Third, appellants' putative status as intended beneficiaries of the line of credit with Bankers Trust provides no footing for casting Lane in the role of a fiduciary. Appellants adduce no New York caselaw supporting an intended beneficiary claim to the proceeds from the Indian Hill Associates, Inc. line of credit. Indeed, it does not appear that appellants could qualify as intended beneficiaries under New York law, since any derivative benefit to appellants would be dependent on the decision of Lane and/or Indian Hill Associates, Inc. to draw on the latter's line of credit with Bankers Trust. See World Trade Knitting Mills, Inc. v. Lido Knitting Mills, Inc., 154 A.D.2d 99, 551 N.Y.S.2d 930, 933 (1990) (performance required under contract must flow directly to putative intended beneficiary); Strauss v. Belle Realty Co., 98 A.D.2d 424, 469 N.Y.S.2d 948, 950 (1983) (same), aff'd, 65 N.Y.2d 399, 492 N.Y.S.2d 555, 482 N.E.2d 34 (1985).

In sum, appellants allege no set of facts sufficient to demonstrate the fiduciary relationship required for the establishment of a constructive trust under New York law.5 

Appellants allege that Lane's wrongful refusal to remit the funds disbursed by Bankers Trust for the second installment payment gave rise to a nondischargeable debt for willful conversion under Bankruptcy Code Sec. 523(a) (6). Assuming without deciding that Sec. 523(a) (6) is applicable, appellants' claim cannot succeed as a matter of law, due to their failure to allege facts sufficient to show that the funds allegedly converted belonged to appellants.6  Appellants assert merely that Lane was obliged to transfer the funds to them, not that actual title to the funds was in appellants at the time of the alleged conversion.7  See Ahles v. Aztec Enter., Inc., 120 A.D.2d 903, 502 N.Y.S.2d 821, 822 (1986) (in action for conversion, "plaintiff must establish legal ownership of a specific identifiable piece of property and the defendant's exercise of dominion over or interference with the property in defiance of the plaintiff's rights").

The complaint alleges that Lane did not intend to comply with the stock purchase agreement from the outset, as evidenced by his refusal to tender the downpayment until appellants acceded to a disadvantageous amendment of the stock purchase agreement which conditioned payment of the last two installments on Lane's obtaining a subdivision approval for which he had not even applied by the time the amended complaint was filed. Appellants insist that these allegations state a claim under Bankruptcy Code Sec. 523(a) (2) (A) that the entire amount Lane owes appellants is nondischargeable as a debt incurred for property (Indian Hill stock) obtained by "false pretenses, false representations, and actual fraud." See, e.g., In re Krause, 114 B.R. 582, 606 (Bankr.N.D. Ind. 1988) ("if a debtor enters into a contract intending not to comply with its terms and later defaults under that contract, such contract may provide a basis for exceptions to discharge on the grounds of fraud"). At most, an actionable Sec. 523(a) (2) (A) claim must state that the debt was incurred as a proximate result of the claimant's reasonable reliance on a material misrepresentation of fact knowingly made by the debtor with intent to deceive. See In re Rubin, 875 F.2d 755, 759 (9th Cir. 1989).8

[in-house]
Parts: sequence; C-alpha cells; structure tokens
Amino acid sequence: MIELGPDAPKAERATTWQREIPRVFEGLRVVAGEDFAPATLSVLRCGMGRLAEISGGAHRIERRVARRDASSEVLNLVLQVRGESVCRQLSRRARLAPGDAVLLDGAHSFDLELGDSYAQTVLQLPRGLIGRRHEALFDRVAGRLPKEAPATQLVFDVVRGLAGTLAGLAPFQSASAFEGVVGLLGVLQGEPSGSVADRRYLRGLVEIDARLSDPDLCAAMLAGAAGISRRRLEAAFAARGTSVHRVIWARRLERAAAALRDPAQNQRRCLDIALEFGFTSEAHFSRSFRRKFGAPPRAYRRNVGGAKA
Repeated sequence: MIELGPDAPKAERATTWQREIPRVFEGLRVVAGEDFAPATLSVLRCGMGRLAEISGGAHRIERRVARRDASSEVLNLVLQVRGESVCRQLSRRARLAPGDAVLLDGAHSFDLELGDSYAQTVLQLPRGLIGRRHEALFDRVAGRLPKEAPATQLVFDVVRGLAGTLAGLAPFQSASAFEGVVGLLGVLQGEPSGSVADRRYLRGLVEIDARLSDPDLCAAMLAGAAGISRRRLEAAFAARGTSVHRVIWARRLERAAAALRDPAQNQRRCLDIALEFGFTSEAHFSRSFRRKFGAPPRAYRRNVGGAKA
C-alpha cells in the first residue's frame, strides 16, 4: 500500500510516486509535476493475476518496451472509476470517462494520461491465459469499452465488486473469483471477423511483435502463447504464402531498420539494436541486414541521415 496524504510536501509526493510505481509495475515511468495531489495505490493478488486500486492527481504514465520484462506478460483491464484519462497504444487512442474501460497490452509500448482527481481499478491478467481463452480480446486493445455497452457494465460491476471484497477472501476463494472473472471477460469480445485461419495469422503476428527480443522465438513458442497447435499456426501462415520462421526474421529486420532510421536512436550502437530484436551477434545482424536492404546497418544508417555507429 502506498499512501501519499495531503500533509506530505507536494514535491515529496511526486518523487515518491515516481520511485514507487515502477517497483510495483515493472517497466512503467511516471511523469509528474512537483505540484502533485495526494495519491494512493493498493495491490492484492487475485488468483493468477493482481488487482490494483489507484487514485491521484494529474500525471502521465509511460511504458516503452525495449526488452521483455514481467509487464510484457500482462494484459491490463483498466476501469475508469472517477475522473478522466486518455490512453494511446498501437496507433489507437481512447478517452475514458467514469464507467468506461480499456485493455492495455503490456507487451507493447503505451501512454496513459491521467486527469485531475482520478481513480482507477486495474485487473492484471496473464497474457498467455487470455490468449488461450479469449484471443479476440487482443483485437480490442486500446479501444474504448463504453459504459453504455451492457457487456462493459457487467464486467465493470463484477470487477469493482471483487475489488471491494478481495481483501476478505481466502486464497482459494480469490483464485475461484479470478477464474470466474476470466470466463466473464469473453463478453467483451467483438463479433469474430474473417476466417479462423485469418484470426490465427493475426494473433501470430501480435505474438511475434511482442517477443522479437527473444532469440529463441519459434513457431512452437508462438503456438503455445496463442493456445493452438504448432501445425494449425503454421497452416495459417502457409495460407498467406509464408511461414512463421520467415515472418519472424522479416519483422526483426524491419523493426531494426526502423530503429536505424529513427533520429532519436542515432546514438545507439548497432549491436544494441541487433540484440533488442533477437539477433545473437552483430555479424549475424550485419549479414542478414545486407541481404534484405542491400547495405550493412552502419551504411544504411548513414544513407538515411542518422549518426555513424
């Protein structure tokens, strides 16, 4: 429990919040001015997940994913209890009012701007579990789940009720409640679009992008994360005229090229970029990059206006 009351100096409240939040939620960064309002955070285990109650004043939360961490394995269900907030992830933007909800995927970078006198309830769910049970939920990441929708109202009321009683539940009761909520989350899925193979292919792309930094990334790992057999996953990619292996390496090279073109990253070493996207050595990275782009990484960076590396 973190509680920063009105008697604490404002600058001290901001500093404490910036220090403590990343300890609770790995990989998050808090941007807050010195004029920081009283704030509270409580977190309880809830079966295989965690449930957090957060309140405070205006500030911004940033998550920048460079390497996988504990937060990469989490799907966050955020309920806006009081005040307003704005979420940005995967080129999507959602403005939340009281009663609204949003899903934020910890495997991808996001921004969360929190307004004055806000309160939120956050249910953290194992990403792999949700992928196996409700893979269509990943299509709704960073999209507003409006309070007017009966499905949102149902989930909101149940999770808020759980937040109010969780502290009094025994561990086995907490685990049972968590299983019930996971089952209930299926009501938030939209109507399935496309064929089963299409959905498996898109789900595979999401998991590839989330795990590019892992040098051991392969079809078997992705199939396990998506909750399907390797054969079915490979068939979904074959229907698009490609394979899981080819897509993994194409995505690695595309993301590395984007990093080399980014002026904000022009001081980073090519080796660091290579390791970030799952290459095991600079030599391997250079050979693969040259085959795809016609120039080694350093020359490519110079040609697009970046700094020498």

Appellants minimally state an actionable nondischargeability claim under Bankruptcy Code Sec. 523(a) (2) (A). The elements of a fraud claim were either alleged in, or reasonably inferable from, the complaint. The allegation that Lane executed the stock purchase agreement states a claim that Lane knowingly made a material representation that he would comply with its terms. The allegation that appellants transferred their Indian Hill shares to Lane plainly implies that the transfer was made in reliance on Lane's fraudulent promise to pay and that appellants' financial loss proximately resulted from its breach. Their allegation that Lane never intended to comply with the stock purchase agreement was sufficient to plead the scienter required under Sec. 523(a) (2) (A). See Bankruptcy Rule 7009 (adopting Fed. R. Civ. P. 9(b) for application in adversary proceedings) ("intent, knowledge, and other condition of mind of a person may be averred generally").